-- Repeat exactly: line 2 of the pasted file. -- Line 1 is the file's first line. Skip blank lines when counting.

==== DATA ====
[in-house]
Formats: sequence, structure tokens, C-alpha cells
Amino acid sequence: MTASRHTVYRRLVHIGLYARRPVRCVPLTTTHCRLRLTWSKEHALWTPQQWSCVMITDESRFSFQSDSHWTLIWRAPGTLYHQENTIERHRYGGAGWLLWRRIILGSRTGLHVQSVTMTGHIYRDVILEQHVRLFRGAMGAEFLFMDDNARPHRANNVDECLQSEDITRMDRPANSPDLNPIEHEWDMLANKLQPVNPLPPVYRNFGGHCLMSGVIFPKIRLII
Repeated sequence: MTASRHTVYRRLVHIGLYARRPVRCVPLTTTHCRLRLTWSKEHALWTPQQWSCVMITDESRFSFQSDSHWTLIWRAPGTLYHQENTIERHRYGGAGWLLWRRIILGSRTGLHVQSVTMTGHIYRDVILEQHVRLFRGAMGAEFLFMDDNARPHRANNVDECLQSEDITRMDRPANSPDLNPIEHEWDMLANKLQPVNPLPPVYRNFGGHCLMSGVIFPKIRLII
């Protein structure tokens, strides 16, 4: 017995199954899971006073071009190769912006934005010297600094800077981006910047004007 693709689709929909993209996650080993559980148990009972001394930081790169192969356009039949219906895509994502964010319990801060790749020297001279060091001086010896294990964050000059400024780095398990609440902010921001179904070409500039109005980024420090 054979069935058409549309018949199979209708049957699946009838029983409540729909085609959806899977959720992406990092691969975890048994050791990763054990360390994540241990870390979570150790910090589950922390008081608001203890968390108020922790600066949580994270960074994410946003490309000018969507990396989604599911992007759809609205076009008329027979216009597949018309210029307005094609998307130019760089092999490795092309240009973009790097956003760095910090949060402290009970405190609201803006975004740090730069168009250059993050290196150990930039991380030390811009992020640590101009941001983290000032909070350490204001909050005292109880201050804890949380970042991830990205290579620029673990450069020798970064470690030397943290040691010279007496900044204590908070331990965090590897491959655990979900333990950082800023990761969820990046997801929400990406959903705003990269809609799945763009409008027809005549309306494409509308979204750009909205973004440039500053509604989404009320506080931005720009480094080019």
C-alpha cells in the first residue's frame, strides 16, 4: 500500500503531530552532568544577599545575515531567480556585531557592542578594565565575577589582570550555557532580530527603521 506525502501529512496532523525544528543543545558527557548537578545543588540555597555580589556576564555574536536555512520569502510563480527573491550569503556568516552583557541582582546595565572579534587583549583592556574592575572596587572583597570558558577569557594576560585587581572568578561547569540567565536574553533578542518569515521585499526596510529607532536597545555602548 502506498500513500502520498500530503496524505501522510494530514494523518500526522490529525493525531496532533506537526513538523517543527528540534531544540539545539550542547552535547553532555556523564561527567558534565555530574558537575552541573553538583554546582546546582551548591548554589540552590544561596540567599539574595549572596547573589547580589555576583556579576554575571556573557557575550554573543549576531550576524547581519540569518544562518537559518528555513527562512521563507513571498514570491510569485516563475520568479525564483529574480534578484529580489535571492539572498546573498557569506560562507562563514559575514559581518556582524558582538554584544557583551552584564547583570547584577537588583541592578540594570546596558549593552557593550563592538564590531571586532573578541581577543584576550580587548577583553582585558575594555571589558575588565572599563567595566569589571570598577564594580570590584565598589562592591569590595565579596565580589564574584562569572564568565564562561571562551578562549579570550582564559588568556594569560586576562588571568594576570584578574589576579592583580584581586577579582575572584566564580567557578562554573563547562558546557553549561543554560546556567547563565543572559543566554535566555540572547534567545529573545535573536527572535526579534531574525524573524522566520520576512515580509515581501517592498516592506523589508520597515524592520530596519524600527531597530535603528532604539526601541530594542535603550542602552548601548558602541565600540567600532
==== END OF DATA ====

Formats: sequence, structure tokens, C-alpha cells